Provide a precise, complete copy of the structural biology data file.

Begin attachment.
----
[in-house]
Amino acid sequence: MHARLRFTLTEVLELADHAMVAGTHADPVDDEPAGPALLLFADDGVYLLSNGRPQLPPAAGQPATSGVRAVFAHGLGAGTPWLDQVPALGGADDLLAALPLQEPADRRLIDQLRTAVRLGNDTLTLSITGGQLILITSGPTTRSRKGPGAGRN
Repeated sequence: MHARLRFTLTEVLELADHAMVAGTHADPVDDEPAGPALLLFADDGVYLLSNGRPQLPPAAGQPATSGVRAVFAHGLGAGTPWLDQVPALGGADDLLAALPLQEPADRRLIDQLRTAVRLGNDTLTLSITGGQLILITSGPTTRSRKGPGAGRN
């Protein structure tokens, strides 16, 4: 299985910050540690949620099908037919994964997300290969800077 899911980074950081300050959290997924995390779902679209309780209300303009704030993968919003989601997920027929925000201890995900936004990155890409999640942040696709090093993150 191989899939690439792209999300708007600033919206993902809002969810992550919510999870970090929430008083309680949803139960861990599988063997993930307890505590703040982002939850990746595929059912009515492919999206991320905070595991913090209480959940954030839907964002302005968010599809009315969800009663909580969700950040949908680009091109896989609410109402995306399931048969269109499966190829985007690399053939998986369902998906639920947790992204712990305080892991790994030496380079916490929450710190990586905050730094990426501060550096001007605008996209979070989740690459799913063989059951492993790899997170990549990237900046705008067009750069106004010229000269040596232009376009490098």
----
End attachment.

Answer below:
[in-house]
Amino acid sequence: MHARLRFTLTEVLELADHAMVAGTHADPVDDEPAGPALLLFADDGVYLLSNGRPQLPPAAGQPATSGVRAVFAHGLGAGTPWLDQVPALGGADDLLAALPLQEPADRRLIDQLRTAVRLGNDTLTLSITGGQLILITSGPTTRSRKGPGAGRN
Repeated sequence: MHARLRFTLTEVLELADHAMVAGTHADPVDDEPAGPALLLFADDGVYLLSNGRPQLPPAAGQPATSGVRAVFAHGLGAGTPWLDQVPALGGADDLLAALPLQEPADRRLIDQLRTAVRLGNDTLTLSITGGQLILITSGPTTRSRKGPGAGRN
């Protein structure tokens, strides 16, 4: 299985910050540690949620099908037919994964997300290969800077 899911980074950081300050959290997924995390779902679209309780209300303009704030993968919003989601997920027929925000201890995900936004990155890409999640942040696709090093993150 191989899939690439792209999300708007600033919206993902809002969810992550919510999870970090929430008083309680949803139960861990599988063997993930307890505590703040982002939850990746595929059912009515492919999206991320905070595991913090209480959940954030839907964002302005968010599809009315969800009663909580969700950040949908680009091109896989609410109402995306399931048969269109499966190829985007690399053939998986369902998906639920947790992204712990305080892991790994030496380079916490929450710190990586905050730094990426501060550096001007605008996209979070989740690459799913063989059951492993790899997170990549990237900046705008067009750069106004010229000269040596232009376009490098």